Region/Countries: Canada, North America Industry: Food and Beverage Date: May 2023

Why this is important to Wisconsin businesses: Wisconsin beverage makers may find a spirited reception to healthy alternatives to traditional beers, wines, and liquors.

Canadians are tempering their alcohol use and turning more to nonalcoholic beverages.

Alcohol sales in Canada rose 2.4% in the fiscal year that ended March 30, 2022, according to Statistics Canada. But the increase was due to higher prices. The volume of alcohol sold declined 1.2%, the first drop since 2013-14.

About 20% of Canadians said they are drinking less alcohol than they did before the pandemic, and among those between the ages of 15 and 29, one-third said they’d reduced their alcohol intake.

The report shows Canadians bought $26 billion worth of alcoholic beverages in 2021-22. Beer was the top choice, amounting to 35% of the alcoholic drinks sold, while 31% of the sales were for wine, 26% for spirits, and 8% for ciders and coolers.

By volume, though, wine sales fell 4% from the previous year, the biggest decline since Statistics Canada began keeping records in 1949, and beer sales were 2.8% lower than the year before.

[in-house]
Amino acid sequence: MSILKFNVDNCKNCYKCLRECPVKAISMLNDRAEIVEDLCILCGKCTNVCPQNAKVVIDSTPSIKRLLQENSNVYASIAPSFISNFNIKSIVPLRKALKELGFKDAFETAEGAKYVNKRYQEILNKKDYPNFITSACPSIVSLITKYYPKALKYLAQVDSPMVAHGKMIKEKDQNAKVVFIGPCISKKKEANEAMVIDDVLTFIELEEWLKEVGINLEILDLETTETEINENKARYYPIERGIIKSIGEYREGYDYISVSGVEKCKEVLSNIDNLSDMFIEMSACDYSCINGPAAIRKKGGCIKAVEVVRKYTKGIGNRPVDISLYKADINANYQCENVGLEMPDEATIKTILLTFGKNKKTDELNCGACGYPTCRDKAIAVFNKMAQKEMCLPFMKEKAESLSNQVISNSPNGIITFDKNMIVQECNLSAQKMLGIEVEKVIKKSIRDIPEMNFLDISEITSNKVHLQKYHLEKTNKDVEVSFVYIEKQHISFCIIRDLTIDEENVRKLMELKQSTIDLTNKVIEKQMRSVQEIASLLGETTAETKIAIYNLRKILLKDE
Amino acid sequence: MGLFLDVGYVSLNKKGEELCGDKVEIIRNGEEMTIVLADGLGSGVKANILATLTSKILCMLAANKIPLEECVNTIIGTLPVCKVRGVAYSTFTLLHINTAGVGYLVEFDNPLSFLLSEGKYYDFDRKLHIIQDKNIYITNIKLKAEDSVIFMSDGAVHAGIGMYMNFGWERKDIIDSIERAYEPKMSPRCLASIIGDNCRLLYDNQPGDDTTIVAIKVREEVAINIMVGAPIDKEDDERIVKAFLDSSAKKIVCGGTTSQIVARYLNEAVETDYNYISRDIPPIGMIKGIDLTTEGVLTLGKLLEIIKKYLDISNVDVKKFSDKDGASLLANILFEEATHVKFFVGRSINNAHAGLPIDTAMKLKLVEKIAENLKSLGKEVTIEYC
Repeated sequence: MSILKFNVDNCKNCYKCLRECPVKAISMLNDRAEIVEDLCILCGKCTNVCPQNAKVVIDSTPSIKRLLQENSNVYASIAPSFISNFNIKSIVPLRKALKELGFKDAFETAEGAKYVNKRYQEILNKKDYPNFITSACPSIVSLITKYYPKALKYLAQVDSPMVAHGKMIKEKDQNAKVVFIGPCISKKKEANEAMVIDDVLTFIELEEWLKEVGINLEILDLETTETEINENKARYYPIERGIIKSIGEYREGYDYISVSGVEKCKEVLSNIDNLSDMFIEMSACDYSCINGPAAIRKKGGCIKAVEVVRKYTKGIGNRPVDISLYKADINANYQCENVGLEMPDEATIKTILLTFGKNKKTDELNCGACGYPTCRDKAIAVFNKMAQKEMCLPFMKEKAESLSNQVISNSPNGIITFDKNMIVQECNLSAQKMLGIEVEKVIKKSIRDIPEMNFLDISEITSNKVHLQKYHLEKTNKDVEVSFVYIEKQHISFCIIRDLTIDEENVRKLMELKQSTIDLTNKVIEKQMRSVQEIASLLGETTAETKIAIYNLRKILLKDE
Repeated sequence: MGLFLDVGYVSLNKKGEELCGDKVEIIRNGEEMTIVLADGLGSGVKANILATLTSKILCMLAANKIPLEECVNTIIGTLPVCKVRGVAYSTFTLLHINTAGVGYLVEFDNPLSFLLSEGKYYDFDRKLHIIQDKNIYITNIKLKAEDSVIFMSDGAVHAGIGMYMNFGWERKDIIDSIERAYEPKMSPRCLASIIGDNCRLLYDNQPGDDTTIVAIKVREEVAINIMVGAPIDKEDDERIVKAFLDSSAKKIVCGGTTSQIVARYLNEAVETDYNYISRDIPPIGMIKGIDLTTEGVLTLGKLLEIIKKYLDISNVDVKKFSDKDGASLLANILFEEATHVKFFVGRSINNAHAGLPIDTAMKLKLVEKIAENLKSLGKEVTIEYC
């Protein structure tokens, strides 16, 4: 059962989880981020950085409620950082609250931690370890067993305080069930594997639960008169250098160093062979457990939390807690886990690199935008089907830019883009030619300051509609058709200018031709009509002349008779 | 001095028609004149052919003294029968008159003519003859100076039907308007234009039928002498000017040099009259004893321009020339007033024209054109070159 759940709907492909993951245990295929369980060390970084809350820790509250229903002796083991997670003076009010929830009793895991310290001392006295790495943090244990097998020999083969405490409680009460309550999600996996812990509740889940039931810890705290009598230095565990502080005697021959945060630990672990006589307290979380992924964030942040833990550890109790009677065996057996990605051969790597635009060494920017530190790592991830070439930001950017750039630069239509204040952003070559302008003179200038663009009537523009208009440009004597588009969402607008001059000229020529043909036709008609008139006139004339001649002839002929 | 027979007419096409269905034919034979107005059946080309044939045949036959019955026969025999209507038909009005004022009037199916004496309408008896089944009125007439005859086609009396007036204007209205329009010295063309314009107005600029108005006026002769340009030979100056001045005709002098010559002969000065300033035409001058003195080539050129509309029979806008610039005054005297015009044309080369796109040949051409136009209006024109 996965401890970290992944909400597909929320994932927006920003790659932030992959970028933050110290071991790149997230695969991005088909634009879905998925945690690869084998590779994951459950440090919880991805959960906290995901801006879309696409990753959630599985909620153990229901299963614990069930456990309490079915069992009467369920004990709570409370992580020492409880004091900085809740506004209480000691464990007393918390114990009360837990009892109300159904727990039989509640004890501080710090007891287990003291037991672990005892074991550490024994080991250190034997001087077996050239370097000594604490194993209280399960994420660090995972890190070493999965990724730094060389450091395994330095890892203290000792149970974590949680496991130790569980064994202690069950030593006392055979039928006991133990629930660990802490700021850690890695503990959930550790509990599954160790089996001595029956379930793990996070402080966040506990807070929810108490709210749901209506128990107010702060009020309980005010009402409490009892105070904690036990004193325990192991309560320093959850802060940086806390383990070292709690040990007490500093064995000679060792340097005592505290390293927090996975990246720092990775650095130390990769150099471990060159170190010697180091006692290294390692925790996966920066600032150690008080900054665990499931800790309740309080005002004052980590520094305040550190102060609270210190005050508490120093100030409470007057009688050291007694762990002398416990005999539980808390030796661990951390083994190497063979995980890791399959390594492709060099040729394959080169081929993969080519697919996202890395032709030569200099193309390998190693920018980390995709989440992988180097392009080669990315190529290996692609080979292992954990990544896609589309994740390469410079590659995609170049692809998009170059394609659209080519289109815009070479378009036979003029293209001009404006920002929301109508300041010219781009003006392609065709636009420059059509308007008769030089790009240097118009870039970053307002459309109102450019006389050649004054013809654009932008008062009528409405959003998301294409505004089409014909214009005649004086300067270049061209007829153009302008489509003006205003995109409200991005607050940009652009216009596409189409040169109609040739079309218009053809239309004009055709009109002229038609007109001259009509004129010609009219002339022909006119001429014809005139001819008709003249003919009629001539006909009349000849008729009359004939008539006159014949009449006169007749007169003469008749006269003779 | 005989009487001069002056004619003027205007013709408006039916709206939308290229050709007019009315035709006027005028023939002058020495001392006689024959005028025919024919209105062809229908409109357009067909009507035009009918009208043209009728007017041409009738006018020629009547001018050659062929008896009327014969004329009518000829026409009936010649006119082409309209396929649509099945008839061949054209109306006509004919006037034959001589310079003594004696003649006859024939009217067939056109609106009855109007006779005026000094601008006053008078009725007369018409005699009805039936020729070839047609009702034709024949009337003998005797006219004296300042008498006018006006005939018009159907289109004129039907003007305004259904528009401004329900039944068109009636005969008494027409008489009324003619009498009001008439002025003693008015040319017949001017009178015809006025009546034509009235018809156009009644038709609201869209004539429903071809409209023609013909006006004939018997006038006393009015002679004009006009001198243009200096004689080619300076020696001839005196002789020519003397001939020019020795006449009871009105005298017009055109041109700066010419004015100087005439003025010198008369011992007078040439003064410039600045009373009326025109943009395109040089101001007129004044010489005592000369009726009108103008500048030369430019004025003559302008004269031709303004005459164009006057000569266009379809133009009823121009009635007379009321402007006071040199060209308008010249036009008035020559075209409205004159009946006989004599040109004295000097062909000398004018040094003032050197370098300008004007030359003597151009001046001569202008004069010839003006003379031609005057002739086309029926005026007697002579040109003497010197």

More than 5 million Canadians engaged in heavy drinking at least once a month in 2021, the smallest number recorded for this figure since 2015.

Beverage manufacturers say it’s becoming more socially acceptable to be “sober curious”—the term for those choosing less, lighter, or no alcohol.

The Liquor Control Board of Ontario began stocking nonalcoholic drinks in 2018; today, it carries 16 products in that category, including beer, wine, a spirit, and a mixed drink. Five more wines and two beers will be introduced next year. Sales of the no-alcohol products have grown 20% in the past year on average, and as much as 25% for nonalcoholic beer. The Canadian Health Food Association said it is seeing an “explosion” of canned zero-proof, ready-to-drink cocktails and other beverages.

If the trends continue, Wisconsin’s innovative and health-conscious nonalcoholic beverage makers may find a receptive market in Canada.